Chechnya is infamous for the blaring cases of human rights violations and terrorism, which are often blamed on the prevalence of Islam in the region. However, ironically, Chechens have only undergone a major process of Islamization relatively recently and historically preferred a syncretist approach to socio-religious matters. In the modern era, the spread of Islam and the adoption of the Sharia law could be merely linked to the foreign insurgencies and long-lasting oppression of Caucasian tribes which were desperately trying to protect their freedom and heritage. Thus, blaming the numerous Chechen-organized terror attacks and contemporary human rights issues in the region on their faith appears to be rather a sign of blunt islamophobia and ignorance, as the rise of radical Chechen jihadist views is a symptom of the geopolitical clashes between neighboring Russia and the Chechen tribes.

Historical Premisses for the Formation of the Chechen Values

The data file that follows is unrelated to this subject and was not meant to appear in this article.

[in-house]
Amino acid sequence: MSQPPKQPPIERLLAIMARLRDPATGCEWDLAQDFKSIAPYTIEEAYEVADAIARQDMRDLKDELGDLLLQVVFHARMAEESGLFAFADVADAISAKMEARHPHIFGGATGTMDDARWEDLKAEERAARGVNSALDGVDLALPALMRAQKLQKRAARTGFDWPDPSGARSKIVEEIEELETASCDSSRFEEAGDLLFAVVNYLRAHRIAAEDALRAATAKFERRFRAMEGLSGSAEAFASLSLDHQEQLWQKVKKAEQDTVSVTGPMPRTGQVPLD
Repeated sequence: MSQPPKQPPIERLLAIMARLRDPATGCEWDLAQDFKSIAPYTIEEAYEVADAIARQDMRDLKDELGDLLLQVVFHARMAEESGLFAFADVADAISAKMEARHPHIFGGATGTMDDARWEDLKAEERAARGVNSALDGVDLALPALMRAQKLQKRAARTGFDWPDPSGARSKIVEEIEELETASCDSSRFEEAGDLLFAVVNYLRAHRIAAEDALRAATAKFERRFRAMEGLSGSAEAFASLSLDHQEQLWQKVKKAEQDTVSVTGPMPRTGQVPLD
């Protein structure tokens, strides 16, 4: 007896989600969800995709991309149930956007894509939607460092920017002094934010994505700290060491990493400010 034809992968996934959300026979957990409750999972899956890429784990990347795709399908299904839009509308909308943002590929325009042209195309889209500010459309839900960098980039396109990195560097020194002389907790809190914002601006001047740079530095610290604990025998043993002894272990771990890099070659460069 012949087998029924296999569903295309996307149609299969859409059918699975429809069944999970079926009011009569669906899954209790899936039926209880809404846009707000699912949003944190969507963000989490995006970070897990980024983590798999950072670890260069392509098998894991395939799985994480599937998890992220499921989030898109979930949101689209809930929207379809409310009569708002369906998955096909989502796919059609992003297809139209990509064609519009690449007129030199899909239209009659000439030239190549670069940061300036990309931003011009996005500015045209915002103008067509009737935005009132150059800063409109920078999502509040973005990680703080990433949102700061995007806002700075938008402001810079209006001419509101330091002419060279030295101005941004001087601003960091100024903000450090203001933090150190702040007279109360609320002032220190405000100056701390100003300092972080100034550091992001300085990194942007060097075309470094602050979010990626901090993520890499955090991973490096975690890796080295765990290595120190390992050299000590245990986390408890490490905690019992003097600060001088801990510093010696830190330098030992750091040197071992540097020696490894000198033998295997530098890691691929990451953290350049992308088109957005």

The key to a better understanding of the challenges the region faces nowadays lies in the troubled past of Chechen history. Despite the uncertainty surrounding the origins of the Chechen nation, it is usually attributed to the larger ethnic group of Vainakh people who have resided in the mountains of the North Caucasus. The geographical conditions had greatly impacted their lifestyle, as the nation was divided into small secluded groups (teips) scattered all over the region, making blood ties a core community value as well as sacralizing the connection to the land. The reverence for home and family together shape the customary law of adat (derived from the code of honor, nokhchalla) with one of the key practices being revenge for any assault of one’s relative, which once again points out the high degree of devotion Chechens have for their ancestry[1]. Nowadays, one’s background, and more specifically, a teip they belong to, still plays an integral role in social and political relations. Given the fact that the 1 million Chechen population embraces over 150 teips, such a lack of unified social framework increases xenophobia and gives more reasons for conflicts of interests in the region[2]. However, it is crucial to establish that the differences between the clans historically have not resulted in power games and attempts of one teip establishing the rule over others. Chechen tribes were deeply community-oriented and protective of their relatives as well as owned resources, which created a rather peaceful but decentralized coexistence.